Nobody expects to pick a loved one up from the hospital in worse condition than when they arrived. But in the case of an 83-year-old woman known as Mrs. B, what her family witnessed when they came to take her home was beyond their worst nightmares.
Mrs. B was originally checked into the Hornsby Hospital in Sydney for a routine assessment. When she was picked up, however, she had two black eyes and bruises and cuts all the way down her arms.
Nobody from the hospital contacted Mrs. B’s family to let them know about her condition, and at first, none of the hospital staff could tell the family anything about what had happened. It wasn’t until five days after her release that the hospital started claiming that Mrs. B’s injuries were caused by two falls.
“When you see the photos you’ll be aware that she must have fallen from the first or second story onto the ground floor,” says 2GB host Ray Hadley, a friend of Mrs. B. “She couldn’t have fallen out of bed to sustain the injuries she sustained. You don’t get two black eyes, bruising on your neck, and skin stripped bare from your arm from falling. That doesn’t happen. Somebody at that hospital knows what happened, because it can’t possibly be the result of a fall.”
It has been reported that Mrs. B was on blood thinners and other medications during her hospital stay, which may have contributed to the bruising. However, her family still does not believe that such intense injuries could have been caused by two simple falls. There has also been no explanation as to what—if anything—was done to prevent the second fall after the first one occurred.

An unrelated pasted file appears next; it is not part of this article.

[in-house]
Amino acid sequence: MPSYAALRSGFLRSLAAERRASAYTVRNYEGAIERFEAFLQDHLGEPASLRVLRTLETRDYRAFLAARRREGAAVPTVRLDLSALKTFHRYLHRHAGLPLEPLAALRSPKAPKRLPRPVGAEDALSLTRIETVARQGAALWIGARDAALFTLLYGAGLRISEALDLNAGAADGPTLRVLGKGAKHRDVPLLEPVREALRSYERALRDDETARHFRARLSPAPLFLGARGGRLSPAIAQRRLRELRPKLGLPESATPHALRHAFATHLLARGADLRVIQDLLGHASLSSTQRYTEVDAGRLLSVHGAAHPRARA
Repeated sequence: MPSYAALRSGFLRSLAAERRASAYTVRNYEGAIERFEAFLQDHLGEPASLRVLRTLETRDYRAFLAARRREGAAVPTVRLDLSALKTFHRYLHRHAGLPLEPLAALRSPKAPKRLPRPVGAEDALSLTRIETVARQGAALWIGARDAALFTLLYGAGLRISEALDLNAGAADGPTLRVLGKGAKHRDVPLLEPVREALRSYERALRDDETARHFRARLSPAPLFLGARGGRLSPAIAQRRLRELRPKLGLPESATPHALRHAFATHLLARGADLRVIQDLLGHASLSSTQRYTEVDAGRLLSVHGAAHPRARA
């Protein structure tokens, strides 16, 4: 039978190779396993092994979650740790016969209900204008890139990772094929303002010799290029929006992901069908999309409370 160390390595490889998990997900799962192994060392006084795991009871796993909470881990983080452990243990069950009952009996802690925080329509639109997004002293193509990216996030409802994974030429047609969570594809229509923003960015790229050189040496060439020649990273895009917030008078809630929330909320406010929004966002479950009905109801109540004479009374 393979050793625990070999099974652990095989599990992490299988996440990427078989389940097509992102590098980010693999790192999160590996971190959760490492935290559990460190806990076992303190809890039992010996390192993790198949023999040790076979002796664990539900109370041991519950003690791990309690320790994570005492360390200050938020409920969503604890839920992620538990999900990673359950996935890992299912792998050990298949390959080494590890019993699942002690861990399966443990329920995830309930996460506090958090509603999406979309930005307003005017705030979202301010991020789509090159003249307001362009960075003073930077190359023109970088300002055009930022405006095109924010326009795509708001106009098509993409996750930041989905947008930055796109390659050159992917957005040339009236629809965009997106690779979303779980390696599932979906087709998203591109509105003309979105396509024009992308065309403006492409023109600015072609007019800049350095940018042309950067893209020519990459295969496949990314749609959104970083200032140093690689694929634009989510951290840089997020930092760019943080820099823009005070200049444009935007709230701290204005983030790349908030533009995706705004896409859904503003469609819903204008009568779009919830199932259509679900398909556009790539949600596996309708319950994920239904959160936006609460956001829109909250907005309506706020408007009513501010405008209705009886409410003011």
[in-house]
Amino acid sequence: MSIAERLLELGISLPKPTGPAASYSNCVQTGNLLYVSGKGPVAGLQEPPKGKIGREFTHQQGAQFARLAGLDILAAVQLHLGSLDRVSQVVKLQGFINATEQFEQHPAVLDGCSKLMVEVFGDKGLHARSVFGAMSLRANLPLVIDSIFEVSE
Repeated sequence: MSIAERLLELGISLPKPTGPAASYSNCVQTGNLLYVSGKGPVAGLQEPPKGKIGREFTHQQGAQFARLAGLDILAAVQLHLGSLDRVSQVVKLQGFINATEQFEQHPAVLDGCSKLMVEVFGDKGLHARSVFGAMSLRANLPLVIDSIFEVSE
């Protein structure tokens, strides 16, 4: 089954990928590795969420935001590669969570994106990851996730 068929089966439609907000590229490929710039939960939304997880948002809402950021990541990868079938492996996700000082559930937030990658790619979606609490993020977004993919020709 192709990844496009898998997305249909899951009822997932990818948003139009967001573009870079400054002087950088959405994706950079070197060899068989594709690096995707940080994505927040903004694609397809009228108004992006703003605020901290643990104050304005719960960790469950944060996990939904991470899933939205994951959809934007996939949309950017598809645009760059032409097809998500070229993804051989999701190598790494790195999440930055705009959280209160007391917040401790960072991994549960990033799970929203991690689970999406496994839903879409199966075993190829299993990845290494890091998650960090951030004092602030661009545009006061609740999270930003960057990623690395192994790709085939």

Of course, Mrs. B, who has dementia, has no recollection of what happened to her while she was hospitalized, so the chances that whoever is responsible for this catastrophe will be brought to justice are slim.
The hospital has reached out to the family to apologize and offer further follow-up support. A spokesman for Northern Sydney Local Health District had this to say:
“An investigation into the care experienced by this patient while in hospital is underway. The investigation will include a review of the falls, communication with the family, and the discharge process. Despite several falls prevention strategies being put in place while in hospital, the patient unfortunately suffered two falls. A Computerised Tomography (CT) scan, electrocardiogram (ECG) and blood tests were taken. The patient was transferred to a more acute ward for further management and observation.”
Elizabeth Nelson is a wordsmith, an alumna of Aquinas College in Grand Rapids, a four-leaf-clover finder, and a grammar connoisseur. She has lived in west Michigan since age four but loves to travel to new (and old) places. In her free time, she. . . wait, what’s free time?